Table 3.3
Proposed systems for evaluation of lymph nodes in the absence of pathology






























































Karunamurthy et al. [61]

Unsatisfactory

Less than optimal

Satisfactory

Interpretation
 
 
Number of lymphocytes/high-power field (HPF)
 
 
0

<40/HPF

≥40/HPF

Higher false negativity in unsatisfactory and less than optimal cases.

Fibrosis/hyalinization due to Hodgkin lymphoma or treatment related changes have lower cellular yield
 

Alsharif et al. [29]

0

1

2

3
 
 
Number of lymphocytes
 
 
<40

41–200

>200

Confluent sheets or germinal centers

True negatives have scores of 2 or 3

Nayak et al. [62]

Inadequate

Adequatea

Adequatea
 
 
Number of lymphocytes/low power field (LFP) (×100)
 
 
Either “adequate” category is not satisfied

Germinal center fragments

>5 fields with > 100/LPF and <2 groups of bronchial cells/LPF

If not adequate, re-aspirate lymph node or aspirate another lymph node


aSatisfaction of either category is considered “adequate”

The presence of bronchial cells in transbronchial aspirations of lymph nodes has no bearing on adequacy. However, excess incidental ciliated bronchial cells, reactive bronchial cells lacking cilia, or dysplastic bronchial cells may pose difficult differential diagnostic problems; they may obscure the presence of scant malignant cells and/or mimic carcinoma [29, 58, 62]. Air-drying artifact and poor fixation/preservation may also cause difficulty with interpretation since atypical bronchial epithelium and reserve cell hyperplasia may be present as tight cohesive clusters with apparent nuclear molding and without apparent cilia, thus mimicking small cell carcinoma [29]. Performing IHC on cell block material may be helpful in such cases [29]. Additionally, presence of granulomas in a sampled lymph node does not necessarily exclude malignancy since they may coexist with metastatic carcinoma.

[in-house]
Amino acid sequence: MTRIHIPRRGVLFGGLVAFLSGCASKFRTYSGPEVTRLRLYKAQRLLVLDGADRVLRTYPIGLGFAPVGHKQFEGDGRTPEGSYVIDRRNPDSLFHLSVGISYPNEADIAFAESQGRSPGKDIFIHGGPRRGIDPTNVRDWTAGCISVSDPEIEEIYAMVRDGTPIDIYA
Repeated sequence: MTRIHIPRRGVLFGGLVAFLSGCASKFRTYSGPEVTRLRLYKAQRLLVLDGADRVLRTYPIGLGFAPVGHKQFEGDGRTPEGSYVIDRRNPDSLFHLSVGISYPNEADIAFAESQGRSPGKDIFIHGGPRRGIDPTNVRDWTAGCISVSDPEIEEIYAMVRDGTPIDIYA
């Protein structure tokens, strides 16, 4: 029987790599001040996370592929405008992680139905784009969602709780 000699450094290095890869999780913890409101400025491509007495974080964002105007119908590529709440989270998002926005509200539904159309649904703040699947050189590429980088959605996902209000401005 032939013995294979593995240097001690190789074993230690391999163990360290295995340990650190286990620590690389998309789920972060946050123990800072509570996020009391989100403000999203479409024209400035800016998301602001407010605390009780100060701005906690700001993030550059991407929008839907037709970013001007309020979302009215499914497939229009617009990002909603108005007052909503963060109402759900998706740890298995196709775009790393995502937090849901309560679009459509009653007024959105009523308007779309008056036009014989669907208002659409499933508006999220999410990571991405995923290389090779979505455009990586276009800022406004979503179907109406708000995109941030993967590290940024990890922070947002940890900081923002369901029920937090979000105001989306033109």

ROSE: Touch Preparations of Core Biopsies


While ROSE is typically utilized for FNAs, touch preparations of core biopsies for on-site assessment of adequacy and preliminary diagnoses are also frequently employed. As with ROSE of FNAs, radiologists prefer ROSE on touch preparations of core biopsies to ensure adequate sampling of the lesion and triage of the specimen [14].

Performing on-site touch preparations of CT-guided core biopsies has been associated with greater diagnostic accuracy [63] and is comparable to that of frozen section diagnosis [6466]. Touch preparations are sensitive (96 %) in detecting malignant thoracic lesions and predicting malignancy (98 % of cases) [67]. Diagnostic accuracies of touch preparations and core biopsies are both high (92.3–94 % and 93–94 %, respectively), but the combination of touch preparation with core biopsy improves the diagnostic accuracy to 96.4–98 % [67, 68]. Similarly, it has been observed in a study of touch preparations of thoracic lesions that the combined evaluation of touch preparations and core biopsies has a higher NPV (90 %) than that of touch preparations (83 %) or core biopsies (79 %) alone [67]. This stresses the value in a collective interpretation of both preparations.